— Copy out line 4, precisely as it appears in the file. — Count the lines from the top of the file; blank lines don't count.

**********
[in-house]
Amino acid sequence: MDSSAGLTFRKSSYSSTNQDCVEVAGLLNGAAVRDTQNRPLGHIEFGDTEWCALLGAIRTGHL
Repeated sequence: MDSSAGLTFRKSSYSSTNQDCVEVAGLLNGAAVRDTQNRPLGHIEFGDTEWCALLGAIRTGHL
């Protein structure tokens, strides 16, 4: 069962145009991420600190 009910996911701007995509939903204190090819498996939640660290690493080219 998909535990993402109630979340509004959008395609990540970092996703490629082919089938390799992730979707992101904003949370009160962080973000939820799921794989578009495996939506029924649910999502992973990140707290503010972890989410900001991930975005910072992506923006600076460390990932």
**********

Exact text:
């Protein structure tokens, strides 16, 4: 069962145009991420600190 009910996911701007995509939903204190090819498996939640660290690493080219 998909535990993402109630979340509004959008395609990540970092996703490629082919089938390799992730979707992101904003949370009160962080973000939820799921794989578009495996939506029924649910999502992973990140707290503010972890989410900001991930975005910072992506923006600076460390990932």